When the business failed, he supported his family by teaching art and painting portraits -- much in demand in that time before photography -- in Louisville and Cincinnati, while continuing to build up his portfolio of American birds. Eventually, as Rhodes puts it, he ''reimagined himself as a one-man ornithological expeditionary force'' and in 1820 he set out downriver, leaving Lucy behind to raise their two sons. The next decade of the Audubons' married life would be a series of long separations and brief reunions as he assembled his collection of images and sailed to England to try to get it published.
As Rhodes observes, ''Europe was more curious to know America than America was yet curious to know itself.'' Audubon's work caused a sensation in England and France, and the publication of ''Birds of America'' gave this self-made American fame and fortune.
It won't surprise anyone who read Rhodes' Pulitzer Prize-winning ''The Making of the Atomic Bomb'' that his Audubon biography is a masterly piece of storytelling. To be sure, the documentation available to him was generous -- Audubon left a clear paper trail; he was a prolific journal-keeper and letter writer, and the long separation of husband and wife made dutiful, detailed correspondence necessary, even though their letters would sometimes take many months in the delivery. But it falls to Rhodes to give Audubon's story texture and shape and significance, and he succeeds splendidly.
If I had to fault the book, I'd say that Rhodes never quite puts his finger on the source of Audubon's compulsive devotion to painting birds. Following the lead of one of Audubon's autobiographical writings (not always, as we've seen, the most reliable source), he ascribes it to a desire to ''revivify the dead,'' born of the young Audubon's witnessing of cruel death during the Terror. But nothing will ever quite explain the passion that drove Audubon to walk hundreds of miles in uncharted land, to plunge into snake-infested swamps and dense forests and in one instance that Rhodes beautifully re-creates, to climb inside a hollow tree swarming with chimney swallows, all in pursuit of knowledge of bird life.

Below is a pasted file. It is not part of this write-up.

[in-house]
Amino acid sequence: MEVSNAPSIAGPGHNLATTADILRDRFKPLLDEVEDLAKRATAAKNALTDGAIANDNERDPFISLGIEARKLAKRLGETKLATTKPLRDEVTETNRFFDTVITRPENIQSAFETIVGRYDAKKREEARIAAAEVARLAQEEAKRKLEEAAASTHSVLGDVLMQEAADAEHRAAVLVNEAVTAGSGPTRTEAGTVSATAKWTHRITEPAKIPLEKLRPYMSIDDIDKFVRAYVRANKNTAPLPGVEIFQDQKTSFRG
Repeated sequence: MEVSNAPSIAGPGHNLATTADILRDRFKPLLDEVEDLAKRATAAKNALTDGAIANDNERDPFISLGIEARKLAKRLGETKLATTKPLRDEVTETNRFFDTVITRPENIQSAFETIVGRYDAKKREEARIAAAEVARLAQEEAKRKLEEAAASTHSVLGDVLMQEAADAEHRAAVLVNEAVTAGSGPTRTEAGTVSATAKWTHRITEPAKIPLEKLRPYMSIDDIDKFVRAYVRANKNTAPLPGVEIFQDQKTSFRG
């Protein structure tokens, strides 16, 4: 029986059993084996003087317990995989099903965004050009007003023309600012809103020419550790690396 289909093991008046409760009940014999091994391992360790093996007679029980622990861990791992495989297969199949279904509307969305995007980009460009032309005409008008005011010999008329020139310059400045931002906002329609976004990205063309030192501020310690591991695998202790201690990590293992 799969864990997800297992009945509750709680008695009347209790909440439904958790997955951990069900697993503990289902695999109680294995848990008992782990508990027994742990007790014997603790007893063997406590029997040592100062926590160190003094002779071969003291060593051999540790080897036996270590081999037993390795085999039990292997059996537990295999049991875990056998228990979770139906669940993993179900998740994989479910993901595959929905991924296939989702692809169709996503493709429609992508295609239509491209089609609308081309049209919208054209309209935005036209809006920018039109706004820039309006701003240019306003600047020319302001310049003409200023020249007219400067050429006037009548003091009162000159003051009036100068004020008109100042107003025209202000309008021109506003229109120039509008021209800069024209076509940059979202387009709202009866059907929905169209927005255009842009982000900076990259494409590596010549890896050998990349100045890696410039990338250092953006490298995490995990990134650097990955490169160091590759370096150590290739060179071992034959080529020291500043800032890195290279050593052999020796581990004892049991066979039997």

Rhodes is simply awed by what Audubon accomplished: ''When he set out to create a monumental work of art with his own heart and mind and hands, he succeeded -- a staggering achievement, as if one man had single-handedly financed and built an Egyptian pyramid.'' Rhodes hasn't built any pyramids, but he should be fairly proud of his own achievement: an absorbing, revealing, entertaining biography, the best I've read this year.
I've decided reading biographies is quite strange. How weird it is to experience a person's entire life, from birth to death, griefs and hopes, failures and victories, empathy and apathy. Autobiographies, I think, are much more biased, as people want to present themselves in a certain light. But a biography...a biography doesn't turn away when bankruptcies come, children die, sickness ravishes, and friends turn away. Good biographies flip your emotional state like a child playing with a lightswitch.
As far as a review of the book, I would say it was an average or above average biography. It seemed very well researched, and fairly well presented. (100 pages of notes and citations always impresses me.)
As far as a review of the life it concerns: can anyone really rate someone's life? But it was indeed quite interesting, I learned a lot, and I felt very deeply.
I'd give this six stars if I could. Rhodes knows his stuff. He's a meticulous researcher, but even better, he tells a riveting tale. I had trouble putting this down, and Jeff began to curse Audubon. If you want a true story of love and hardship, adventure and art, perseverance and foresight . . . well, this is it. Rhodes draws on journals as well as personal and business letters to make his tale personal, detailed, and poignant. Loved it.